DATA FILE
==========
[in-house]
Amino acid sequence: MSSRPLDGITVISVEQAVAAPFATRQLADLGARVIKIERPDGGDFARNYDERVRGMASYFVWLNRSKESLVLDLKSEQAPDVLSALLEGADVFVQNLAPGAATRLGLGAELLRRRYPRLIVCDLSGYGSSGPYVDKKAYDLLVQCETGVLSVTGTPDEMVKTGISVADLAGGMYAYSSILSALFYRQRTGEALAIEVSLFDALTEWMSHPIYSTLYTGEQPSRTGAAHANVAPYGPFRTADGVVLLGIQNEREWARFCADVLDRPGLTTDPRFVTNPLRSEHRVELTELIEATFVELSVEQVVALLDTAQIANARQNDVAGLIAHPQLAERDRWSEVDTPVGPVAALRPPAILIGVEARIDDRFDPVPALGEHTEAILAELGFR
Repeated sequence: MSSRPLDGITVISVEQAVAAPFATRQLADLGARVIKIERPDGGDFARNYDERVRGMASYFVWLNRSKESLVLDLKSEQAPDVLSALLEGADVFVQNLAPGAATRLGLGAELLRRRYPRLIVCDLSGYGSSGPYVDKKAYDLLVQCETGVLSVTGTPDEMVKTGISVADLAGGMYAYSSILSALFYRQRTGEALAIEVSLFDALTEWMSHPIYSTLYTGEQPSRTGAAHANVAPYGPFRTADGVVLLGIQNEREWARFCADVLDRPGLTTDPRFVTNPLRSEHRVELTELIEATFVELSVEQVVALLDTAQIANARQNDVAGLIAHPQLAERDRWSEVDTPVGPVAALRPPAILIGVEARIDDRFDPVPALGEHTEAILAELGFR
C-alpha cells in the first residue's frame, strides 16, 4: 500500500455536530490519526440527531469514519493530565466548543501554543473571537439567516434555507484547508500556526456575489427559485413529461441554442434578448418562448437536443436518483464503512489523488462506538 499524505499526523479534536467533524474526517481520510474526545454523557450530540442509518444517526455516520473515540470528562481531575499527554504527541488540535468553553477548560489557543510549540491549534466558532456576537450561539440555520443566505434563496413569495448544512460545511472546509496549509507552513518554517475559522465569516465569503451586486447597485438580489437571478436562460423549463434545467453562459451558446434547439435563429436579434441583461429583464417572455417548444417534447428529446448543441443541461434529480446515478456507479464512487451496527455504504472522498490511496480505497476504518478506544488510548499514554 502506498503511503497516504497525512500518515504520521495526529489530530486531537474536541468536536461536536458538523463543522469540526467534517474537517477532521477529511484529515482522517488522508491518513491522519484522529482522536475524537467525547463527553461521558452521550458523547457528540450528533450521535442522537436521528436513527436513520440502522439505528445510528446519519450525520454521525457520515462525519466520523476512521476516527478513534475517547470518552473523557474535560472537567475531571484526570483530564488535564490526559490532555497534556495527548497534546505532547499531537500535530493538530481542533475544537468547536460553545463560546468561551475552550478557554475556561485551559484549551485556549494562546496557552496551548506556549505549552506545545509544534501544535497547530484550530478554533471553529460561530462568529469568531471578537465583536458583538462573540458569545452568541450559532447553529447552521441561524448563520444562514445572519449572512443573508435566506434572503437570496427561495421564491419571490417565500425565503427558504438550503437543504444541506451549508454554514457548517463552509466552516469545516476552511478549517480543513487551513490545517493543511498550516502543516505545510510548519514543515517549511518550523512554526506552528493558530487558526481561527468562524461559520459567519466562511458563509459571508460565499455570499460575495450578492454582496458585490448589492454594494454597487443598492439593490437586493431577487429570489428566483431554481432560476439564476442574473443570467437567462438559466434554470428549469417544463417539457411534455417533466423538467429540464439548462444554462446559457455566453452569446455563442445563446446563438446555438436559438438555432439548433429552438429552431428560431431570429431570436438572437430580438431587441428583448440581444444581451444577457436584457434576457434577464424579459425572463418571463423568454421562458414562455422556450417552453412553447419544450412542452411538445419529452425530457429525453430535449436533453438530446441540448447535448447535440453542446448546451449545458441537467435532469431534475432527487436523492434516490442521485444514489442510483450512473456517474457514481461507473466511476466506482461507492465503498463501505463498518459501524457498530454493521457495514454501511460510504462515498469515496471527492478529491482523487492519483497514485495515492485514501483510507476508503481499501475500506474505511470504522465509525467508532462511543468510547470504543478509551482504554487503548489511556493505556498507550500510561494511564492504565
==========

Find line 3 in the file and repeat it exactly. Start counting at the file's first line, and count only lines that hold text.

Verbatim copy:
Repeated sequence: MSSRPLDGITVISVEQAVAAPFATRQLADLGARVIKIERPDGGDFARNYDERVRGMASYFVWLNRSKESLVLDLKSEQAPDVLSALLEGADVFVQNLAPGAATRLGLGAELLRRRYPRLIVCDLSGYGSSGPYVDKKAYDLLVQCETGVLSVTGTPDEMVKTGISVADLAGGMYAYSSILSALFYRQRTGEALAIEVSLFDALTEWMSHPIYSTLYTGEQPSRTGAAHANVAPYGPFRTADGVVLLGIQNEREWARFCADVLDRPGLTTDPRFVTNPLRSEHRVELTELIEATFVELSVEQVVALLDTAQIANARQNDVAGLIAHPQLAERDRWSEVDTPVGPVAALRPPAILIGVEARIDDRFDPVPALGEHTEAILAELGFR